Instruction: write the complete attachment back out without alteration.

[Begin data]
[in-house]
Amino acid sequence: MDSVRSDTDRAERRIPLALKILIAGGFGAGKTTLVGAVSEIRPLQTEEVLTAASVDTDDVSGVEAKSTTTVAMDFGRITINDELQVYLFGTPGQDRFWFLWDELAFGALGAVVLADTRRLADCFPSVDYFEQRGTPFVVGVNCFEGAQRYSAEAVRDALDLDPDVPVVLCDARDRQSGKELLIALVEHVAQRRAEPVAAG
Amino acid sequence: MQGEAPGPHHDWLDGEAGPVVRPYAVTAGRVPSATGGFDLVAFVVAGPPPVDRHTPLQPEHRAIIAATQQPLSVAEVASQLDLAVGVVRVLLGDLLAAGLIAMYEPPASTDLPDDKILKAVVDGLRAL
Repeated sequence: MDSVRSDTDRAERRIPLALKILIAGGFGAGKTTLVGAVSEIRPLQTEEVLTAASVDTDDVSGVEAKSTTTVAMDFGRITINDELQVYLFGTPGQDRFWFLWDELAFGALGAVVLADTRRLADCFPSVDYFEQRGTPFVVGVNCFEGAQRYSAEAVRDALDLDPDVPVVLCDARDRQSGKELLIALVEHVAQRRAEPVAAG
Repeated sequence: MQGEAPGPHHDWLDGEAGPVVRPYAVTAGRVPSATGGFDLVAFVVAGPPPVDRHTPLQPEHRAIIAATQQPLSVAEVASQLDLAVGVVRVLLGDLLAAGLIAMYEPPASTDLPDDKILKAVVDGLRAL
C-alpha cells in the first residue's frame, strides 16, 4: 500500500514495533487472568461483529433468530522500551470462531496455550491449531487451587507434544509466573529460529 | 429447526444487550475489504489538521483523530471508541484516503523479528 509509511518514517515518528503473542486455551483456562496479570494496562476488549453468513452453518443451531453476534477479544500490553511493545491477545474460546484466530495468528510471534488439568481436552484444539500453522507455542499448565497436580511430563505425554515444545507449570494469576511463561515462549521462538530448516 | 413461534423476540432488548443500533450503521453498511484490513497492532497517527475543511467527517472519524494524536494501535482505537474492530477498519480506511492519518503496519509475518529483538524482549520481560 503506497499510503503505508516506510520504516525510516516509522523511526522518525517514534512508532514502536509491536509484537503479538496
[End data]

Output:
[in-house]
Amino acid sequence: MDSVRSDTDRAERRIPLALKILIAGGFGAGKTTLVGAVSEIRPLQTEEVLTAASVDTDDVSGVEAKSTTTVAMDFGRITINDELQVYLFGTPGQDRFWFLWDELAFGALGAVVLADTRRLADCFPSVDYFEQRGTPFVVGVNCFEGAQRYSAEAVRDALDLDPDVPVVLCDARDRQSGKELLIALVEHVAQRRAEPVAAG
Amino acid sequence: MQGEAPGPHHDWLDGEAGPVVRPYAVTAGRVPSATGGFDLVAFVVAGPPPVDRHTPLQPEHRAIIAATQQPLSVAEVASQLDLAVGVVRVLLGDLLAAGLIAMYEPPASTDLPDDKILKAVVDGLRAL
Repeated sequence: MDSVRSDTDRAERRIPLALKILIAGGFGAGKTTLVGAVSEIRPLQTEEVLTAASVDTDDVSGVEAKSTTTVAMDFGRITINDELQVYLFGTPGQDRFWFLWDELAFGALGAVVLADTRRLADCFPSVDYFEQRGTPFVVGVNCFEGAQRYSAEAVRDALDLDPDVPVVLCDARDRQSGKELLIALVEHVAQRRAEPVAAG
Repeated sequence: MQGEAPGPHHDWLDGEAGPVVRPYAVTAGRVPSATGGFDLVAFVVAGPPPVDRHTPLQPEHRAIIAATQQPLSVAEVASQLDLAVGVVRVLLGDLLAAGLIAMYEPPASTDLPDDKILKAVVDGLRAL
C-alpha cells in the first residue's frame, strides 16, 4: 500500500514495533487472568461483529433468530522500551470462531496455550491449531487451587507434544509466573529460529 | 429447526444487550475489504489538521483523530471508541484516503523479528 509509511518514517515518528503473542486455551483456562496479570494496562476488549453468513452453518443451531453476534477479544500490553511493545491477545474460546484466530495468528510471534488439568481436552484444539500453522507455542499448565497436580511430563505425554515444545507449570494469576511463561515462549521462538530448516 | 413461534423476540432488548443500533450503521453498511484490513497492532497517527475543511467527517472519524494524536494501535482505537474492530477498519480506511492519518503496519509475518529483538524482549520481560 503506497499510503503505508516506510520504516525510516516509522523511526522518525517514534512508532514502536509491536509484537503479538496